I-TEAM: Many of your favorite tech products have non-consumer friendly privacy policies that you may not know about

Published: Feb. 12, 2020 at 4:10 PM EST
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Wednesday, Feb. 12, 2020

News 12 at 6 O’Clock/NBC at 7

AUGUSTA, GA (WRDW/WAGT) – Tech is taking over our lives. From the smartphone to home security – all gadgets are being geared toward you, your kid, and even your pet.

But some of those time saving hacks with these devices are constantly coming at an even bigger cost.

We’ve found the creepiest gadgets spying on you are devices with household names. So, we ranked the bad to the worst, including devices targeted at your children.

Sarah Rees, a cybersecurity expert, says the line of what's too far differs from person to person.

“If they can spy on your dog, they can spy on you,” Rees said.

Coming in at No. 5 on our list is a tie: Amazon's Alexa and Google Home.

Not only are advertisers using your data to target you with ads, but we found German researchers were able to hack into both and steal your passwords through third party apps.

At No. 4 is the Nest camera. So you've got all the problems we've already mentioned made worse with a camera watching your house and even your children 24/7.

No. 3 is Facebook Portal. Much like the other gadgets, Facebook wants a piece of the smart home pie. But remember this assistant is backed by Facebook -- a company with a terrible history of protecting your privacy. Talk about risky.

No. 2 is all Ring products. From cameras to security systems and the infamous Ring doorbell, a previous I-Team investigation showed you how hackers recently taunted small children through Ring's cameras. Ring is also owned by Amazon. And your video and voice recordings can be stored to a cloud that Amazon employees have access too if you don't change your privacy setting. That, coupled with the hacker history, makes Ring a risk, too.

I think you need to look at things like what could happen, what's the worst case scenario if it has a camera on it, then you have to know the worst case scenario is someone can see you and see everything through that camera,” Rees said. “If it has a two-way speaker on it, someone can hear you and talk to you and we've seen that happen.”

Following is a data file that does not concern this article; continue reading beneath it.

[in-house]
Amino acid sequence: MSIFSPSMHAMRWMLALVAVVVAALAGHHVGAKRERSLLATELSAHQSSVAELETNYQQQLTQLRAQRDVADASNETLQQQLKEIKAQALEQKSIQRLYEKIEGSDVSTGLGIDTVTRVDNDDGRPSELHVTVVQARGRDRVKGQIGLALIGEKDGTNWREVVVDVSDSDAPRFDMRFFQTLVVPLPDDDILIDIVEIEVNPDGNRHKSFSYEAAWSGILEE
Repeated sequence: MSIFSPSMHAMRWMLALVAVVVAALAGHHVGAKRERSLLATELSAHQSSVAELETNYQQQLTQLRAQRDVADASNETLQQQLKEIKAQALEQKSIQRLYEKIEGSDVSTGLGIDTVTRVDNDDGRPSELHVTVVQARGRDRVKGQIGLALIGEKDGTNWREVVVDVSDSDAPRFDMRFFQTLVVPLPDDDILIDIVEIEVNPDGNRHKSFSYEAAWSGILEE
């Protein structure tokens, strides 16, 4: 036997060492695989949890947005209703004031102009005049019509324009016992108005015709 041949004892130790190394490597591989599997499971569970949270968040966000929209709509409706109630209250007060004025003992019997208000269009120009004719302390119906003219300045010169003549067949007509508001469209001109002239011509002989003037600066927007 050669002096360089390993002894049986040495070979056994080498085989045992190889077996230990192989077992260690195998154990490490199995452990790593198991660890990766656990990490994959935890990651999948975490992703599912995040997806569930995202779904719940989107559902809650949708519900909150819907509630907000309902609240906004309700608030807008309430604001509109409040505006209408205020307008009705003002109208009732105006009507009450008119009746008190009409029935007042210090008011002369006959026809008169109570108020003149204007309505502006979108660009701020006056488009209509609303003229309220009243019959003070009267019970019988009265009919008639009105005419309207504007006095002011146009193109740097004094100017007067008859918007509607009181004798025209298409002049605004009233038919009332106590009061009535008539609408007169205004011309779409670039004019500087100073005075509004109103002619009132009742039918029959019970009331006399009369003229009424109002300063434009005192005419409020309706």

But the worst we found was something you may not have heard of: a kids’ toy. Meet the Artie 3000 Coding Robot from Educational Insights. It's super creepy because it's sold to parents and educators as an educational tool to help kids learn how to write computer codes. But it also has built-in WiFi, making you vulnerable to hackers. We found it also doesn't require a password at all to work, but Rees says we as consumers have to take responsibility for what we are allowing, knowingly or unknowingly.

“A lot of us just click accept to terms of service and that’s one of those things where I don't know that it’s fair to complain how creepy something is and sharing your information if you accepted to those terms,” Rees said.

Making the fact you need to do your own homework for every tech gadget all the more important.

They have dozens of more devices listed, from yes, creepy, but also to really safe.

We went through the bad ones, but what about the good ones?

For instance, the Nintendo Switch, Sonos speakers, and a Star Wars and Harry Potter coding kit for kids all god top marks for protecting you.

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